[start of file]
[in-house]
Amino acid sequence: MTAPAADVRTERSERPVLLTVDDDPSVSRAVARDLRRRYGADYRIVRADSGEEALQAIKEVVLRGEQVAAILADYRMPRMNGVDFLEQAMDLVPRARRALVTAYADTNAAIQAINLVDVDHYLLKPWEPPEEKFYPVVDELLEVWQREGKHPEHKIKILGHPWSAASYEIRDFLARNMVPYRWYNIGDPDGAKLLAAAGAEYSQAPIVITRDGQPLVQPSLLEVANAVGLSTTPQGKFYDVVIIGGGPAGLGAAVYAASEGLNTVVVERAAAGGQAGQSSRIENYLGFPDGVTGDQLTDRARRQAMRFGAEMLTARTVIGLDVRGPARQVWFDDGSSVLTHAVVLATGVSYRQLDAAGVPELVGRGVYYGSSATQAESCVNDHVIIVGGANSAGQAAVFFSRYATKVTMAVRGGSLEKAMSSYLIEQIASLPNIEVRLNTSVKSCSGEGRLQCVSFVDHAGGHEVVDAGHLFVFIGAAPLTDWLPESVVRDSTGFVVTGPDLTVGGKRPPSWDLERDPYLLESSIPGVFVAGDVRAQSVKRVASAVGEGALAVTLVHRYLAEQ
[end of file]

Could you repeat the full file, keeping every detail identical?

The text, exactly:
[in-house]
Amino acid sequence: MTAPAADVRTERSERPVLLTVDDDPSVSRAVARDLRRRYGADYRIVRADSGEEALQAIKEVVLRGEQVAAILADYRMPRMNGVDFLEQAMDLVPRARRALVTAYADTNAAIQAINLVDVDHYLLKPWEPPEEKFYPVVDELLEVWQREGKHPEHKIKILGHPWSAASYEIRDFLARNMVPYRWYNIGDPDGAKLLAAAGAEYSQAPIVITRDGQPLVQPSLLEVANAVGLSTTPQGKFYDVVIIGGGPAGLGAAVYAASEGLNTVVVERAAAGGQAGQSSRIENYLGFPDGVTGDQLTDRARRQAMRFGAEMLTARTVIGLDVRGPARQVWFDDGSSVLTHAVVLATGVSYRQLDAAGVPELVGRGVYYGSSATQAESCVNDHVIIVGGANSAGQAAVFFSRYATKVTMAVRGGSLEKAMSSYLIEQIASLPNIEVRLNTSVKSCSGEGRLQCVSFVDHAGGHEVVDAGHLFVFIGAAPLTDWLPESVVRDSTGFVVTGPDLTVGGKRPPSWDLERDPYLLESSIPGVFVAGDVRAQSVKRVASAVGEGALAVTLVHRYLAEQ